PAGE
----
• Saves on Recruiting Time: An agency works to find the best fit for your organization.

    Staffing or Temporary Hiring Agencies

    Associated Drawbacks:

    • Lab Management Responsibilities: Temporary staff always needs to be supervised by a member of your permanent staff, so they’re not actually a replacement for lab management. Also, temporary staff requires training, leading to lost productivity time of both the temporary staff as well as your internal training resources.
    • Regulatory Limitations: Local regulations or company policies may limit time-contingent workers.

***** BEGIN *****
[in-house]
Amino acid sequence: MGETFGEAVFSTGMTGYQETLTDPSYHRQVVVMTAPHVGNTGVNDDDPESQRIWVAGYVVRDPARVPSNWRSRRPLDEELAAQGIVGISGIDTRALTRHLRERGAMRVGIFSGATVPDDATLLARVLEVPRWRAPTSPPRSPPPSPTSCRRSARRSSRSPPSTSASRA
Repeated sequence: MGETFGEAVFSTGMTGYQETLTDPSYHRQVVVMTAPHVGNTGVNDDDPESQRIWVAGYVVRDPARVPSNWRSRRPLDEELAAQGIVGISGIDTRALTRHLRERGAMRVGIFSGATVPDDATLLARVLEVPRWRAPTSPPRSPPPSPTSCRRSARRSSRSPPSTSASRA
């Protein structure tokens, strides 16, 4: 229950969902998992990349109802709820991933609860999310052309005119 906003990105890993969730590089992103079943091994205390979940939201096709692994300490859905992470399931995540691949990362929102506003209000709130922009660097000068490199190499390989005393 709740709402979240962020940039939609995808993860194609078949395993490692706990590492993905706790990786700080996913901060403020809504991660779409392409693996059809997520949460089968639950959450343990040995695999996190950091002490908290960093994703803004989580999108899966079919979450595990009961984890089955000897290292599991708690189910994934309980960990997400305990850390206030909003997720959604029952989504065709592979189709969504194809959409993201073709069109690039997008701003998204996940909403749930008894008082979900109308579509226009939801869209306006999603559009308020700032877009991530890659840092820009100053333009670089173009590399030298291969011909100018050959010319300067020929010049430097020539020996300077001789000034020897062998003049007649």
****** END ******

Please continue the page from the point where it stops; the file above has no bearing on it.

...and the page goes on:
3. Managed Service Providers (MSPs): In an MSP model, the service partner provides on-site personnel who perform services to achieve a guaranteed outcome ̶ several samples or experiments per day. Rather than just “warm bodies doing experiments,” you get a vested partner who’s accountable for the results.

    The benefits of an MSP model include:

    • Provide a Range of Skillsets: MSPs will provide staff that meets a range of requirements, from experienced technicians to highly skilled scientists.
    • Own the Responsibility for Employees: MSPs retain the responsibility for monitoring employee performance as well as accountability for onboarding and training.
    • Relieves Management Burden: Unlike with regular employees, HR oversight is not required. And unlike a CRO model, the challenge of managing personnel who aren’t physically on-site is also alleviated.